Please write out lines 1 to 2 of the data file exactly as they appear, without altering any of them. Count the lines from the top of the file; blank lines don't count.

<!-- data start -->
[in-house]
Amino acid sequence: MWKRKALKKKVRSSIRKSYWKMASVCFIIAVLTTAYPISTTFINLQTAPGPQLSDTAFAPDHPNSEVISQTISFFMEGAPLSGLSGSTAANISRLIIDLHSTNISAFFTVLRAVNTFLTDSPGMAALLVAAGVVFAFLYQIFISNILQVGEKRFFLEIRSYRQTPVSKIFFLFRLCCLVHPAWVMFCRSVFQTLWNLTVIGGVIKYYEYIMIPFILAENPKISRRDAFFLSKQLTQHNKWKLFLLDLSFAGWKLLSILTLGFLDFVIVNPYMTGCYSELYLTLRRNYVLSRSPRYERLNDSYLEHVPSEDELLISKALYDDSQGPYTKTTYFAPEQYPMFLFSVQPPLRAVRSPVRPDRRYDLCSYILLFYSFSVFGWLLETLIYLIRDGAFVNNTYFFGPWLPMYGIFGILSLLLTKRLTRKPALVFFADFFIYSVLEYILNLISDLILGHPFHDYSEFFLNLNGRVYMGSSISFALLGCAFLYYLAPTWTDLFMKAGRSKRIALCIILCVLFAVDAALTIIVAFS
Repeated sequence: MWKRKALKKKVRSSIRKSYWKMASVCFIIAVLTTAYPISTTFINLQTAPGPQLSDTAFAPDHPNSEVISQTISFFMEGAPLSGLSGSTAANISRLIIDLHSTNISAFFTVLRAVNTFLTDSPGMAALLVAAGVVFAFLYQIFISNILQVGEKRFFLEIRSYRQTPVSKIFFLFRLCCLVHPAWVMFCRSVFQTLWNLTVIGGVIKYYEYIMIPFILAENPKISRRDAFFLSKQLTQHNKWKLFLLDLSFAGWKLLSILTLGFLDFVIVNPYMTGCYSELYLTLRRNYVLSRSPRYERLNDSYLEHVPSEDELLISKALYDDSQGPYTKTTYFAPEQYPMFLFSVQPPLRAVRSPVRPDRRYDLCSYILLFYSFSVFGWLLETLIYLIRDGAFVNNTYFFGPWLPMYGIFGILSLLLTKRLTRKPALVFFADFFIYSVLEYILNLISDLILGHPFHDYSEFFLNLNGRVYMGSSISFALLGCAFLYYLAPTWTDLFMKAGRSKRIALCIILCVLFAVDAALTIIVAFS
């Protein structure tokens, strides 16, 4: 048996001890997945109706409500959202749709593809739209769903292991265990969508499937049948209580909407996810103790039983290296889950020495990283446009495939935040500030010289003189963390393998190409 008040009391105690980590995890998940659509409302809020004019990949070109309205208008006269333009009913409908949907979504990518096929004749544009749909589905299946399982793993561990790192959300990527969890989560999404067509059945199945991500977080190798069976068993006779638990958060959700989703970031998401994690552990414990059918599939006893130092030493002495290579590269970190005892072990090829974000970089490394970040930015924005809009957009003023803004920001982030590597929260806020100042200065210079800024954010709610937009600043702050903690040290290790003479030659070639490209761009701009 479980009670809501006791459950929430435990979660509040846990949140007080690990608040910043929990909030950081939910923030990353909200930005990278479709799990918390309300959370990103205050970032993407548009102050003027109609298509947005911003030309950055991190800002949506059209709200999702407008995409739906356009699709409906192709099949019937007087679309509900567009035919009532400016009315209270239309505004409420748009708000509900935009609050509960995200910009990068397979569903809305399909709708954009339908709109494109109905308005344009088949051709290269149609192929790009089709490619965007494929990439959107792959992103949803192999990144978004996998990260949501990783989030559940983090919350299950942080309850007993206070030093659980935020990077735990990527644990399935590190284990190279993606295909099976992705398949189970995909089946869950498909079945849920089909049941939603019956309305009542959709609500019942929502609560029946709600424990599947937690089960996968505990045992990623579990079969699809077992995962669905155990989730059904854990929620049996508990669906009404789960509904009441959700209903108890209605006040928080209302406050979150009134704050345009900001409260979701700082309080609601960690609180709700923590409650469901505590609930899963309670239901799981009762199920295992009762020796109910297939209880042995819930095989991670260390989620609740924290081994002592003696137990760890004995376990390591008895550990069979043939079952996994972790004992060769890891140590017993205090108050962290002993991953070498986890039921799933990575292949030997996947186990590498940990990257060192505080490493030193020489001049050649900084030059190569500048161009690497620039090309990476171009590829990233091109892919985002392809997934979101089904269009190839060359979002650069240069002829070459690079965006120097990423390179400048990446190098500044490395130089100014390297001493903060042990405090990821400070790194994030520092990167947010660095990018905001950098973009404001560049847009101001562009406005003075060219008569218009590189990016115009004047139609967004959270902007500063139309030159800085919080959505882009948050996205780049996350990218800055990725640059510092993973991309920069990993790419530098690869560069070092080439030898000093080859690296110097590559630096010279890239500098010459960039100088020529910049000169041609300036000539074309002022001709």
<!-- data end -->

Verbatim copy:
[in-house]
Amino acid sequence: MWKRKALKKKVRSSIRKSYWKMASVCFIIAVLTTAYPISTTFINLQTAPGPQLSDTAFAPDHPNSEVISQTISFFMEGAPLSGLSGSTAANISRLIIDLHSTNISAFFTVLRAVNTFLTDSPGMAALLVAAGVVFAFLYQIFISNILQVGEKRFFLEIRSYRQTPVSKIFFLFRLCCLVHPAWVMFCRSVFQTLWNLTVIGGVIKYYEYIMIPFILAENPKISRRDAFFLSKQLTQHNKWKLFLLDLSFAGWKLLSILTLGFLDFVIVNPYMTGCYSELYLTLRRNYVLSRSPRYERLNDSYLEHVPSEDELLISKALYDDSQGPYTKTTYFAPEQYPMFLFSVQPPLRAVRSPVRPDRRYDLCSYILLFYSFSVFGWLLETLIYLIRDGAFVNNTYFFGPWLPMYGIFGILSLLLTKRLTRKPALVFFADFFIYSVLEYILNLISDLILGHPFHDYSEFFLNLNGRVYMGSSISFALLGCAFLYYLAPTWTDLFMKAGRSKRIALCIILCVLFAVDAALTIIVAFS